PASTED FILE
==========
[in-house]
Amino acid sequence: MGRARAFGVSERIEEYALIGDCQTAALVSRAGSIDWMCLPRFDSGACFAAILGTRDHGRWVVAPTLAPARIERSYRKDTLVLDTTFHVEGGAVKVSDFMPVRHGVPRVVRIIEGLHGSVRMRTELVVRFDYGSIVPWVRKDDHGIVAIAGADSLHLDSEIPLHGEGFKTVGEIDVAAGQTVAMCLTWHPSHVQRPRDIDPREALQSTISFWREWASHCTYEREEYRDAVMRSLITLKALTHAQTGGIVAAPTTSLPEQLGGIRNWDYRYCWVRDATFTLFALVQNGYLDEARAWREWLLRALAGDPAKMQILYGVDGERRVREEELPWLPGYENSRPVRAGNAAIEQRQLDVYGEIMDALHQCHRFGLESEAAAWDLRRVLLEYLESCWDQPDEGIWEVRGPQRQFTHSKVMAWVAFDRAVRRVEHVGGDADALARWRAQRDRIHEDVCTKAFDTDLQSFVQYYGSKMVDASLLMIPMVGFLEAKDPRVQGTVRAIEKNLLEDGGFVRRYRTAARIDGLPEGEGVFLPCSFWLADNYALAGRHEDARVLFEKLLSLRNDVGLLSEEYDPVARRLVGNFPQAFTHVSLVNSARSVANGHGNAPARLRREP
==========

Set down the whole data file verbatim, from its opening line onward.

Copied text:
[in-house]
Amino acid sequence: MGRARAFGVSERIEEYALIGDCQTAALVSRAGSIDWMCLPRFDSGACFAAILGTRDHGRWVVAPTLAPARIERSYRKDTLVLDTTFHVEGGAVKVSDFMPVRHGVPRVVRIIEGLHGSVRMRTELVVRFDYGSIVPWVRKDDHGIVAIAGADSLHLDSEIPLHGEGFKTVGEIDVAAGQTVAMCLTWHPSHVQRPRDIDPREALQSTISFWREWASHCTYEREEYRDAVMRSLITLKALTHAQTGGIVAAPTTSLPEQLGGIRNWDYRYCWVRDATFTLFALVQNGYLDEARAWREWLLRALAGDPAKMQILYGVDGERRVREEELPWLPGYENSRPVRAGNAAIEQRQLDVYGEIMDALHQCHRFGLESEAAAWDLRRVLLEYLESCWDQPDEGIWEVRGPQRQFTHSKVMAWVAFDRAVRRVEHVGGDADALARWRAQRDRIHEDVCTKAFDTDLQSFVQYYGSKMVDASLLMIPMVGFLEAKDPRVQGTVRAIEKNLLEDGGFVRRYRTAARIDGLPEGEGVFLPCSFWLADNYALAGRHEDARVLFEKLLSLRNDVGLLSEEYDPVARRLVGNFPQAFTHVSLVNSARSVANGHGNAPARLRREP